July 13, 2018
MARL Welcomes Four New Board Members!
Community members with great talents in legal, policy, leadership, and finance join MARL team
MARL is so pleased to welcome four new members to our Board of Directors: Sharon Bowcott, Trevor Oleniuk, Amy Robertson, and Ryan Doyle. We are delighted to announce, as well, that Ryan will become our Treasurer. Amy Robertson is our new Secretary, and special thanks to Natalie Wiebe, who is transitioning out of the role to a Director position.
We look forward to having such an experienced group of people join our magnificent board of directors, to collectively take action in education and advocacy for human rights and civil liberties toward greater social justice in the province.
Read more about our new board members:
Sharon Bowcott is an Indigenous person with years of experience working in administrative and team leadership positions. Currently, Sharon serves as an Assessment Officer for the Manitoba Provincial Nominee Program. Previously, she served as the Coordinator of External Projects/Director of Employment Services with the Centre for Aboriginal Human Resources Development, Team Leader for the First Nations Employment and Training Centre in Vancouver, and as the Chief of Tsawwassen First Nation from 1995 to 1999, previously serving as Councilor from 1991-1995. She holds a Bachelor of Arts in Administrative Studies from the University of Winnipeg and has sat on a number of government and public sector boards and committees.
Trevor Oleniuk is originally from Saskatoon, SK. Trevor went to the College of Law at the University of Saskatchewan. He graduated in 2009, was called to the Saskatchewan bar in 2010, and subsequently worked as a lawyer in private practice and then at an inner city poverty law clinic, practicing all types of law, civil, criminal, immigration, residential tenancies, etc. In 2015, Trevor was called to the Manitoba bar and moved to Winnipeg. He initially practiced on his own doing mostly criminal defence work. Later, he worked as an investigator at the Manitoba Human Rights Commission. Since last year, however, Trevor has been studying science at the U of M. Despite no longer practicing law, he is an avid follower of human rights issues and the debates they generate.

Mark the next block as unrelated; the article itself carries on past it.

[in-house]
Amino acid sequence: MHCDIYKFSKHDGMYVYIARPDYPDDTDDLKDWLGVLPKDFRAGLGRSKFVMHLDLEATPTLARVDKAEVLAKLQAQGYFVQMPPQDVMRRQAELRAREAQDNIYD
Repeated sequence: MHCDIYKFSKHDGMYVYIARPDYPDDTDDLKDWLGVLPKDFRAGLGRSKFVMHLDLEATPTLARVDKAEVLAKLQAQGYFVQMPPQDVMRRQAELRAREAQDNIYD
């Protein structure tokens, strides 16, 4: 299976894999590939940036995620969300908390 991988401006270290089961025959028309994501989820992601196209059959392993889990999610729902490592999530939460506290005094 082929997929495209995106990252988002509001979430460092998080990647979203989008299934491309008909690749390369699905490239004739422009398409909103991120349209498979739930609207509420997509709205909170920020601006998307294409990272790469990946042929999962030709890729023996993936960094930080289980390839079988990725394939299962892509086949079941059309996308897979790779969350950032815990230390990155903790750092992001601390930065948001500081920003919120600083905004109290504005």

Amy Robertson is in her third year of law at Robson Hall at the University of Manitoba, and holds a 4-year BA in Human Rights & Global Studies, and Conflict Resolution Studies. Previously, Amy was an intern and an employee, serving as Education Coordinator, with MARL. Amy is the Founder and Chair of the Robson Hall Human Rights Collective. She has volunteered with the Pro Bono Students Canada, Welcome Place, and Laskin Moot. Amy enjoys researching, developing and facilitating workshops, and policy and advocacy-centred projects. She uses her legal knowledge and research skills on the MARL Policy and Legislative Affairs Committee.
Ryan Doyle has been volunteering and working in the non-profit field since 2008 and brings experience in Finance, I.T., and Fundraising. Prior to moving to Winnipeg in 2012, Ryan was a Board Member and a member of the Fundraising Committee for an organization in Hamilton, Ontario for two years. Ryan has also served as an Accountant at ImagineAbility Inc. and Opportunity Partners in Winnipeg. In 2017, Ryan completed the Advanced Certificate in Finance and Accounting through CPA Manitoba, with a focus on Non-Profit Financial Management.
Congratulations, as well, to our re-elected board members: Evan Maydaniuk, who will continue as President; Estelle Lamoureux, Vice-President, and Ahmad Moussa, who will continue his service as a member of the board. Congratulations!
you may also like…
June 14, 2023
My name is Precious Gauthier, and I am pursuing two undergraduate degrees at the University of Winnipeg. One degree in Biology and a second in English with a minor in Rhetoric, Writing and …
June 14, 2023
Having lived in many countries, Canada has been a rather interesting experience. Seeing how many ways, no matter how subtle, there is a level of consideration for those who often are not in …